"Music is the only comforter, I'm telling you the truth," said reggae producer and musical light seeker Lee Scratch Perry with preacher-like gusto at the time when he was revolutionizing a new dub sound. Central to the evolution of rocksteady and reggae music — a sound he developed with Bob Marley and the Wailers — Perry later pioneered electronic dub beats that continue to color the contemporary musical landscape to this day.
Following the passing of reggae legend Bunny Wailer in March, news of Perry's death on August 29 at the age of 85 in Jamaica signaled the end of a musical epoch. But the outpouring of tributes indicate that the mad genius' star will continue to shine brightly.
Mike D of the band Beastie Boys, who collaborated with Perry in the 1990s, wrote on Instagram: "We are truly grateful to have been inspired by, worked with and collaborated with this true legend. Let us all listen to his deep catalogue in tribute."
"Few people were as weird or cast as long a shadow as Lee Perry," tweeted rock producer Steve Albini, who worked with bands like the Pixies and Nirvana. "His records were shocking and became talismans for anybody who ever tried to manifest the sound in their head."
Kingston reggae roots
Born Rainford Hugh Perry on March 20, 1936 in a poor rural district of Jamaica, the musical prodigy was still a teen when he moved to the capital, Kingston, and began an apprenticeship at Studio One, the label dubbed the Motown of Jamaican music.
There he produced near 30 songs until interpersonal conflicts saw him move to various studios and finally establish his own label in 1968, Upsetter Records — a play on his own nickname, Upsetter, which stuck after his hit song "I Am the Upsetter," released in '67.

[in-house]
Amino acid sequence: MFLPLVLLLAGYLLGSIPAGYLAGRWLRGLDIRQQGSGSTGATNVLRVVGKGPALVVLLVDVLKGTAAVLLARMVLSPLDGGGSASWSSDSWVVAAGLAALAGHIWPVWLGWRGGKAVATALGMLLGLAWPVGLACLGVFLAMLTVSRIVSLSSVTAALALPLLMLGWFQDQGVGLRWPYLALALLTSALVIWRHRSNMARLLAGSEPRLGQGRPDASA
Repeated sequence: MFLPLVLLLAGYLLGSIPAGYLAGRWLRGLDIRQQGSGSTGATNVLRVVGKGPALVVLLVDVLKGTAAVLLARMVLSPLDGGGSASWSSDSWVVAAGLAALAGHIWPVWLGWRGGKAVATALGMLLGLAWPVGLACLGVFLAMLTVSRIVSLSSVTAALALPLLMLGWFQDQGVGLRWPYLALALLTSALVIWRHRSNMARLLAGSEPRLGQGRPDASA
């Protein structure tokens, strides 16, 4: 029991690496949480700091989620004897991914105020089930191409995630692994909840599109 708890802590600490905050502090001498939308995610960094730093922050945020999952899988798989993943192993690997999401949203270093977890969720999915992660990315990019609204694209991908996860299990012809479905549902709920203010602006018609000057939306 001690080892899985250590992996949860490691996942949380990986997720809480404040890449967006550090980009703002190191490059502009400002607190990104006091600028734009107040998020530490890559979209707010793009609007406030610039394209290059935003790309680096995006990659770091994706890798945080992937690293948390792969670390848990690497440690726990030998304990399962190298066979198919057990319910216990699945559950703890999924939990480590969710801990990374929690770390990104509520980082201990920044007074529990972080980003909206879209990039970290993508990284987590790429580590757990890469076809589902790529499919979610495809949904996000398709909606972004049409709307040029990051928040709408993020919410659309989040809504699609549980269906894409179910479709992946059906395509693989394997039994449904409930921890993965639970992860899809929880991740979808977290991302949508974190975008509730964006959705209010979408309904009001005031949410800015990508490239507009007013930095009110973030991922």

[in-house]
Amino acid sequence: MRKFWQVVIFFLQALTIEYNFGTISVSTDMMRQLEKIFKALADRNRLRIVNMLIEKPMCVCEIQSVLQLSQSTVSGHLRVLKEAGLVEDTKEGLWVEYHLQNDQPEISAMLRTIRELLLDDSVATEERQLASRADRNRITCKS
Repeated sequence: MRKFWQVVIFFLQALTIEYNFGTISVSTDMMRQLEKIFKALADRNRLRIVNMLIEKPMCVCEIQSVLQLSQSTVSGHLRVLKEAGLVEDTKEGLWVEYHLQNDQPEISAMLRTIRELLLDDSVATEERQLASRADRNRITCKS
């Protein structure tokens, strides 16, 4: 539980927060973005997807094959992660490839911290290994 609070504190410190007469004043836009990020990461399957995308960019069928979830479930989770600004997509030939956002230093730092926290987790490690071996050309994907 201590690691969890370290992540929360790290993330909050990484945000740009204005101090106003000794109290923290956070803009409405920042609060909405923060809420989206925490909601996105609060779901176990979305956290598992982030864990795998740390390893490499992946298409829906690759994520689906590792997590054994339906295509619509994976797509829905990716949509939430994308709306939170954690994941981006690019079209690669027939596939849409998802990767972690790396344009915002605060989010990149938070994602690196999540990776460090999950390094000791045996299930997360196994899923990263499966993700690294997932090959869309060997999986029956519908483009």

His first single on the label, released under the name Lee Perry, was "People Funny Boy," which employed a groundbreaking sample (a crying baby) and a distinctive beat that would become known as reggae.
It sold over 50,000 copies and set Perry on the path to stardom, especially after he built his legendary Black Ark studio and began to collaborate with Bob Marley and the Wailers — the band that would make an obscure Jamaican reggae sound a global phenomenon.
The 'mad genius' of dub music
As a producer for acts from The Wailers to The Heptones, Perry often worked with his own studio band, The Upsetters.
This continued as reggae's founding father developed his inimitable dub sound in the 1970s by employing revolutionary remixing techniques that would later influence hip hop and electronic dance music — exemplified by his 1976 album, "Super Ape."
In this halcyon decade, Perry's increasingly eccentric persona began to mirror his musical experimentation.
As author David Katz wrote in his Perry biography, "People Funny Boy": "He has claimed to come from Jupiter, once said he was born in the sky, and has often named Africa as his true birthplace; Perry has additionally suggested that his empty body was taken over by space aliens after his undocumented death."
The iconoclastic Perry was known to enjoy smoking large marijuana cigarettes at concerts around the world as he rose to global fame. In 1980, his pro-pot advocacy was aimed at the Japanese government when he protested the arrest of Paul McCartney for marijuana possession.
Exile from Jamaica
But Perry's personal demons caused his work to suffer. He fell out with Bob Marley, and later claimed that he himself had laid the fire which destroyed his Black Ark studio in 1979 in a fit of rage.
He left Kingston and went into a long exile, living mostly in Switzerland. His career bottomed out until a revival in the 1990s, when he worked with acts such as the Beastie Boys, performing vocals on the song "Dr Lee, PHD," and collaborating with the British dub music producer and protege, Mad Professor.
Then in 2002, Perry's album Jamaican E.T. won a Grammy for best reggae album. He was nominated another four times as he toured the globe.
Perry described his music as "rhythm from the ghetto and music from the streets," and he stayed true to his Jamaican roots, ultimately returning to and dying in the place where his musical odyssey began — and no doubt will continue.